STOUGHTON, Wis. (WMTV) - The Stoughton Riverfront Project is nearly a decade in the making.
“We’ve been waiting for ten years for this moment,” said Redevelopment Authority Chair Roger Springman. “I’m glad to say the dream is becoming a reality.”
Last week, the project was presented to the public to a crowd of dozens eager to ask questions and learn more about the plan.
It includes development of a 300-unit apartment complex in the 11-acres adjacent to the river.
“We believe that once people are here, they’ll understand why the people that live here stay here,” said City of Stoughton Mayor Tim Swadley.
The overall vision for the riverfront also includes restructuring of the river to make a whitewater park available for activities like canoeing, tubing, and kayaking.
“It will be Wisconsin’s first family based park for whitewater sports and activities,” Springman said.
The Stoughton Parks and Recreation Department is working with a consultant in Colorado on the whitewater park.
Another upgrade to the project includes creating a bike trail which would connect Stoughton to trails in downtown Madison making it an active, living environment.
“Where people who like watersports or walking or biking can go somewhere and do something fun,” said Springman.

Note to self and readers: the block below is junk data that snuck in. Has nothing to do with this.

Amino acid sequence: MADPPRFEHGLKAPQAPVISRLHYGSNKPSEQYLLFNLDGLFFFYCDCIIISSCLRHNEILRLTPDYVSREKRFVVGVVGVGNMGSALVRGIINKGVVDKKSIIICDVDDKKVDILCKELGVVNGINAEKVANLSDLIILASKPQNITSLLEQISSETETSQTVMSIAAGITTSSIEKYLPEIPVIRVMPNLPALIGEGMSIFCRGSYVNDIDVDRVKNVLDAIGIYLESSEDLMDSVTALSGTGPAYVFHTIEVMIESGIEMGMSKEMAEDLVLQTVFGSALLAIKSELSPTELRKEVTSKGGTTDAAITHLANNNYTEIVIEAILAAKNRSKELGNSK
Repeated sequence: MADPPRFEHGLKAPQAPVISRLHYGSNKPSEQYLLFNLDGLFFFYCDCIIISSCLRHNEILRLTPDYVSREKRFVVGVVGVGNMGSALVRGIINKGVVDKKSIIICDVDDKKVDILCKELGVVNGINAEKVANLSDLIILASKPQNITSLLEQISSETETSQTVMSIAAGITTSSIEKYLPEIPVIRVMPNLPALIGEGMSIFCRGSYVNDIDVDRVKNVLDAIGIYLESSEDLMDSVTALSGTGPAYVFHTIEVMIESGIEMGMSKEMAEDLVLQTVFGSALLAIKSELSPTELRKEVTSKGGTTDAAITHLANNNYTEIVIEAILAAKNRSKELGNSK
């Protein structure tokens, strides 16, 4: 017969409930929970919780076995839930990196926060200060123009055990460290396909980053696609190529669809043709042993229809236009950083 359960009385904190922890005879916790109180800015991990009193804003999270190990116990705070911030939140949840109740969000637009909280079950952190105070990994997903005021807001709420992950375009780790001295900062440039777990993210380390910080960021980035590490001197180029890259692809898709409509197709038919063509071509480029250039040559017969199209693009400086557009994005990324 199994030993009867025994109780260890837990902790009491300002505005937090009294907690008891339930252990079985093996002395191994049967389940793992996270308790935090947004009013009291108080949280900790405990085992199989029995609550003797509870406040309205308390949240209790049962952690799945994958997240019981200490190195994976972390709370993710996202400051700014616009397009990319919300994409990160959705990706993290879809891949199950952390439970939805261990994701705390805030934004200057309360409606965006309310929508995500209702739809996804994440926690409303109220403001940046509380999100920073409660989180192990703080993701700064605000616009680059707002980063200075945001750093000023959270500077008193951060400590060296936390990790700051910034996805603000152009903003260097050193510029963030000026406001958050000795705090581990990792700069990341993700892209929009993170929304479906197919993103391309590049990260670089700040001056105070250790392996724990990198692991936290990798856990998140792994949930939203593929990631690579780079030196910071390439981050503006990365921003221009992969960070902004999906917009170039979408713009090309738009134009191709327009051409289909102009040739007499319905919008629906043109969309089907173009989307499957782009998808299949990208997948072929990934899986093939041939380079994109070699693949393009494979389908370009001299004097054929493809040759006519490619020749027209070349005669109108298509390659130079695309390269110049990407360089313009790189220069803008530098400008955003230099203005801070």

The former power plant will eventually be turned into a restaurant overlooking the river.
“It’s going to be turned into an eatery or a tavern, so people are going to be able to enjoy the river and enjoy watching people do watersports,” Springman said.
With all these activities taking place two blocks away from Main Street, there’s a hope it will help bring traffic to the downtown and vice versa.
“To get people from the downtown to come down here, to get wet in the river eventually or to buy a drink or get some food at the power plant,” he said. “So that there’s an interchange of people going back and forth between here and the downtown.”
While all the changes are forward thinking, the project also wants to ensure Stoughton’s rich history remains.
“To continue this authentic nature of Stoughton,” said Springman. “We’re always going to try and stay Stoughton.”
Swadley says the project will end up making the riverfront worth $50 million dollars.
“The challenge for us to try and balance and create enough opportunity for those types buildings to go up yet preserving those types of recreational opportunities the community can enjoy,” Swadley said.
On September 11th, the seven commissioners on the Redevelopment Authority will vote to go ahead with developer Curt Vaughn Brink LLC’s plan.